I’ve made plenty of hay over my opinions about D&D. D&D is not a bad game, but it’s such a limited expression of what a role-playing game can look like. The most common counter-argument I get to saying that a gamer should play games other than D&D is somewhere along the lines of “if that’s what they like, that’s what they should play”. This is usually followed by pointing out several more obscure games, which usually look absolutely nothing like D&D, and harping on about how that’s not the play experience they want. And this straw man argument is one of many reasons I’ve decided to sing the praises of the giant middle ground of the hobby, the traditional RPGs.
The one subsystem that all traditional RPGs bolt onto their core resolution mechanics is a conflict system and, like it or not, the most popular iteration of a conflict system is one for physical combat. Cyberpunk 2020 had a combat system designed with realism in mind, and, thanks to a statistical basis in actual criminal activity using guns, did very well in terms of combat verisimilitude. This did mean that some of the “imbalance” in the system, namely the overwhelming power of a high initiative roll and the destabilizing impact of armor, were based on reality. Quirks aside, what made ‘realistic’ fun was that the system played quickly and had enough detail to mean that player choices in terms of tactics and weapons mattered. The issue with Cyberpunk’s conflict systems, really, is that combat is much more ‘baked’ than the other conflict system, netrunning, and the only semblance of a social conflict system is the ‘facedown’ mechanic, which is one die roll for one specific situation.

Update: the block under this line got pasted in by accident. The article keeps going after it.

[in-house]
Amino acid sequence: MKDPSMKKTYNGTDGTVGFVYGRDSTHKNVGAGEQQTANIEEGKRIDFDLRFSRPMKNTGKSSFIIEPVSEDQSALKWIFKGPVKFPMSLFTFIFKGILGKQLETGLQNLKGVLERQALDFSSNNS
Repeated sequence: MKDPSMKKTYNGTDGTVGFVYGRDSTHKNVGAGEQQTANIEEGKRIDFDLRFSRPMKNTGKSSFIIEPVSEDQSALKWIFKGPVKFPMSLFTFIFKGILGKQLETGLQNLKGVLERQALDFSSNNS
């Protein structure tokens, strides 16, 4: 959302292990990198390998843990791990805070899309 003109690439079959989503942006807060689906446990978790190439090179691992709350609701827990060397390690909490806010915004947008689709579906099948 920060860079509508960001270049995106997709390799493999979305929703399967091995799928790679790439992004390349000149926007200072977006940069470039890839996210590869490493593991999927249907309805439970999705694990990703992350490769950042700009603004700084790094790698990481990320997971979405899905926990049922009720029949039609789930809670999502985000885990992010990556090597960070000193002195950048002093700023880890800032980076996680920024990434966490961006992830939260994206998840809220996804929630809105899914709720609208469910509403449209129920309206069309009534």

“The Clone Wars rage on. Both the GALACTIC REPUBLIC and the SEPARATIST ALLIANCE have had great gains and losses in territorial battles and planetary allegiances. Years of conflict have exposed doubts in the JEDI ORDER, as veteran clone troopers question their own role. Other organizations take advantage of the chaos of war to pursue their own agendas. Bounty hunters and criminals ply their trades. The NIGHTSISTERS of Dathomir conduct esoteric rituals to further their plots while the DEATH WATCH of Mandalore escalate their terrorist activities in the name of tradition. The Force brings these agents together in the most unexpected ways…” This is the end of the age of heroes, but has it saved the best for last? Let’s find out together and bring the Clone Wars to a close as we go chapter by chapter through Collapse of the Republic for Star Wars Roleplaying from Fantasy Flight Games!
I’m a fan of Fate Core, and my favorite additions to the Fate Core family have been the purple books, the System Toolkits. What makes Fate so interesting to me is the level of modularity and genericization available in the rules, which both let players run pretty much anything they can imagine in Fate. With all that flexibility, though, comes the simple fact that there are a hundred ways to do anything, including some really inventive ones that any single player probably didn’t think of.
Here lies Lump, Expert Lamplighter, Goat Rider, and The Iron Gut. He was a good goblin, and a better friend. He once let me borrow his shovel, and was barely even mad when I sold it for mushrooms. It’s unfortunate that he was killed by a gelatinous cube, and even more unfortunate that the cube was then eaten by a giant cave lizard. We bury this lizard mess in remembrance of him. To Lump!
Welcome to Goblinville Gazette, a game of bumbling adventure, shiny loot, and the ever-approaching threat of calamity. If you’ve ever wanted to play as a lovable band of misfit monsters, Goblinville has something special for you. Strap on an eyepatch, grab your rusty knife, and get ready to build the best goblin town that anyone has ever seen—which, to be fair, is a pretty low bar.